The Escolinha grew, and became a multi-purpose community center, always open, always there for the community. The tiny hut was replaced with a concrete building, with a bathroom (!). With volunteers as teachers and administrators, the center enrolled each and every child who came to the center’s doors. When conditions permitted, they were provided breakfast and a snack. With their youngest children at the escolinha, mothers were then able to tend to their homes and sell their crops at the market. Older siblings, specifically older sisters, were then free to go to school themselves. The escolinha continued to grow, and enrolled hundreds of children every year. Little by little, life started changing in Nhamatsane.
Over the years, Inacio and his dedicated team have continued to serve the community of Nhamatsane. Over 40 village health workers have been trained at the center in first aid and preventive health. Partnerships with larger organizations have brought vaccinations to the village as well as mosquito nets, water purification drops, and a covered well with a pump.
In recent years, Nhamatsane, and the country as a whole, have made remarkable strides in development. The children at the escolinha now sit on tiny chairs at tiny tables. They each have pencils and a notebook. Some homes have electricity and bathrooms indoors. There is a road that connects the city to the edge of the village, which is traversable by car. Despite these improvements, many people still lack clean water and adequate nutrition. Education is difficult to attain due to cost and availability. Parents are unable to protect their children from preventable diseases because they do not know how, or do not have the resources. Children still die of infections from scraped knees or parasites.
Yet, Inacio and his team persist – our doors stay open. Children continue to come to class every morning and each time an adult education course is offered, the room is always full from wall to wall. The Center at Nhamatsane is truly a CENTER of the COMMUNITY. It has become a shared space for education, health, nourishment, and play. It empowers community members as stakeholders in sustainable development that is both attainable and relevant to them and their families. The Center sees the needs of the community and works within itself to meet them. It has grown from the roots of the village itself, and is cultivated by its people.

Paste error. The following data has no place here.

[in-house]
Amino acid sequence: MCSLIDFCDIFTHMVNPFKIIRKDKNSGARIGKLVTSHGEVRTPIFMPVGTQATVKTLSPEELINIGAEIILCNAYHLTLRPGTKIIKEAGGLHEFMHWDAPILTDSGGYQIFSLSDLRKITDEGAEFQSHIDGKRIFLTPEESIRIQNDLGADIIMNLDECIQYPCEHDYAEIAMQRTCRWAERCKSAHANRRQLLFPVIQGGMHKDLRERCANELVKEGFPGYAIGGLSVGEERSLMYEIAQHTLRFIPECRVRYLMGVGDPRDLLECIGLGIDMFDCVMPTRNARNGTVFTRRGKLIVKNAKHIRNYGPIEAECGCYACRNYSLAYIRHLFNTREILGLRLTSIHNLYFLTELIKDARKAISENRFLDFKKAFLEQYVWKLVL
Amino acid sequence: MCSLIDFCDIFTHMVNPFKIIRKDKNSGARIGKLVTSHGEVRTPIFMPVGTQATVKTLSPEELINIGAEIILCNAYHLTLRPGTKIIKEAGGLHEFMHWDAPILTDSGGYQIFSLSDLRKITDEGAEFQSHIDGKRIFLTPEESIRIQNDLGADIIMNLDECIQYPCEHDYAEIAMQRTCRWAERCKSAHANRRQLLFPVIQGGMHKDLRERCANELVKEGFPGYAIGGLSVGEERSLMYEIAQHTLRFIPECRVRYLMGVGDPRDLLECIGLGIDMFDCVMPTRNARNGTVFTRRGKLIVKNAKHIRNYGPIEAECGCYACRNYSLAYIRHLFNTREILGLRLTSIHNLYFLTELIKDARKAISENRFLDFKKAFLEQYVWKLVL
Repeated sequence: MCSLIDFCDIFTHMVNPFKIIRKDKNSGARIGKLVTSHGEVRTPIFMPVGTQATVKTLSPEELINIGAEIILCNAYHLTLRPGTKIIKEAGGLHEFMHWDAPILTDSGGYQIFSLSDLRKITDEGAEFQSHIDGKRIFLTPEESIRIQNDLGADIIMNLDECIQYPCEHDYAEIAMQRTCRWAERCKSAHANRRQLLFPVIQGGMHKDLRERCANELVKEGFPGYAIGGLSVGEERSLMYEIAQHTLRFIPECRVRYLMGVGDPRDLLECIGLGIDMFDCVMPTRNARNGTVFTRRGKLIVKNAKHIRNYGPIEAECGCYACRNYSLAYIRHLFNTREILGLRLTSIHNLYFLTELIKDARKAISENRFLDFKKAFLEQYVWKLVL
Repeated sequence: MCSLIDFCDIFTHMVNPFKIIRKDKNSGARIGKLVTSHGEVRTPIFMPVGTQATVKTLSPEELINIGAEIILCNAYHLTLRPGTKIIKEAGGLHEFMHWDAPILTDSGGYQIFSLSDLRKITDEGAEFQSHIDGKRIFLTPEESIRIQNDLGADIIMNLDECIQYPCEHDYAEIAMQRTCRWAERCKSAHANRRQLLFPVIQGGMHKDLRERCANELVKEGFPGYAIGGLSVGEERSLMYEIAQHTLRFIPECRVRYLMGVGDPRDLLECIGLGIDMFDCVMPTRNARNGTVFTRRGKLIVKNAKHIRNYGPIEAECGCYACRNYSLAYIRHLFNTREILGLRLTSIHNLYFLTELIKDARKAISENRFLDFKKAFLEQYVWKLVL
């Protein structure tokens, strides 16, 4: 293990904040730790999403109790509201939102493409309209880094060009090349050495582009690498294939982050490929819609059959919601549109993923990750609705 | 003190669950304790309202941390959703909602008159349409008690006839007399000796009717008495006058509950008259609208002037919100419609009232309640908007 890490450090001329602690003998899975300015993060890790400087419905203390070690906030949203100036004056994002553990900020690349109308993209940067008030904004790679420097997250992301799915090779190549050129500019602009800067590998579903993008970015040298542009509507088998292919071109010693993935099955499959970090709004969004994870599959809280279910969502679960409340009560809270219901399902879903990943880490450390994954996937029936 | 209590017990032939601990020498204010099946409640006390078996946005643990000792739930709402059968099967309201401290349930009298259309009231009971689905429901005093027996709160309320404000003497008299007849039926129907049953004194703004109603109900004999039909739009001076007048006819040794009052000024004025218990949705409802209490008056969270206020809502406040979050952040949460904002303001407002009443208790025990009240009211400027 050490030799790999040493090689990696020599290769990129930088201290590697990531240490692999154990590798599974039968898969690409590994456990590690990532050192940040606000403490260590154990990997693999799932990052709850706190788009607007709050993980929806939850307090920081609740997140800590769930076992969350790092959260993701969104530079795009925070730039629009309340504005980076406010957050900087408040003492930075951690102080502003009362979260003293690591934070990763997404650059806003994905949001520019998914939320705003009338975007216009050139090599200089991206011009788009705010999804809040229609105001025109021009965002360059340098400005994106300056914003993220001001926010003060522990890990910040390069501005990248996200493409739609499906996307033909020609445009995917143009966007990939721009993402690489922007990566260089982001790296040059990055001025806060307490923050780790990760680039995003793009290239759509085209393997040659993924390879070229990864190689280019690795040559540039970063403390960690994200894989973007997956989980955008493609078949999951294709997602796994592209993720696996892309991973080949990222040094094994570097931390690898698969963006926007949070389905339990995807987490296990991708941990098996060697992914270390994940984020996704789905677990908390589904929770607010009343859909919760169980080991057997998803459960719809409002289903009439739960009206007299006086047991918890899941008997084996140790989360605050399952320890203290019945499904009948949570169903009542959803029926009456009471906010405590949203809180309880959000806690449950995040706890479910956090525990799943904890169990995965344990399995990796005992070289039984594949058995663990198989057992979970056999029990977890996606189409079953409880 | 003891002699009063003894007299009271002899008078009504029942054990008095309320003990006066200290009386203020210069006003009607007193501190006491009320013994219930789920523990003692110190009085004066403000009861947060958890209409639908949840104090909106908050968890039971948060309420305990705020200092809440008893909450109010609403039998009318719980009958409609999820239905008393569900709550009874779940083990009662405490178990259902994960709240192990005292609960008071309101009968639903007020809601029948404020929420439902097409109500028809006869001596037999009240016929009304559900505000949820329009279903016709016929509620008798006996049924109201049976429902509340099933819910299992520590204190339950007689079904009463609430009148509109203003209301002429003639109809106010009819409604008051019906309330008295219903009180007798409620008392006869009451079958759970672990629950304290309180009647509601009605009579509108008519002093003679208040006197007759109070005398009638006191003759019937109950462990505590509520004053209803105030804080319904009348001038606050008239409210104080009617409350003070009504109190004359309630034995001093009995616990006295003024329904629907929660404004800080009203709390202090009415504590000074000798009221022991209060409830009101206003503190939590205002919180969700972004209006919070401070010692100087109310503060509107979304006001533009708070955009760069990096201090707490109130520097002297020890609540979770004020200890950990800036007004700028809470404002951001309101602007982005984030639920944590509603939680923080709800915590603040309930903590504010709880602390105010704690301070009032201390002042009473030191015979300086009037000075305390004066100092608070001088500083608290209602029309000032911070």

The empowerment that the Center has brought to the small community of Nhamatsane has led to improvements in the lives of the rural peoples in the surrounding areas. It has become their pride, their solution, and their comfort. The messaging and access to the basic healthcare and education the Center provides has reached far throughout the rural areas, and many that come to the Center walk for great distances to access its resources.
It has become clear that more Centers, like the Open Center at Nhamatsane, are needed. Inacio has purchased land in the neighboring community of Piloto, and the work now begins to bring the sustainable solution that was created at Nhamatsane to other communities across rural Mozambique and beyond.
This is OpenCenter International. We are 100% volunteer run – not a single dollar of funding goes anywhere but to the Centers we seek to serve. Funding helps to purchase equipment, land, buildings, and improvements. We do not hand out charity – the Center is responsible for its own daily sustainment – we provide the little bits of capital needed for the OpenCenter movement to grow.
You can help us grow right now – donate and your funds will go directly to the purchase of new equipment, land for increased farming and new area Centers, and additional healthcare supplies. Your dollars support the direct operations of OPI, and the direct effect is pronounced on the people we serve. We thank you for your support.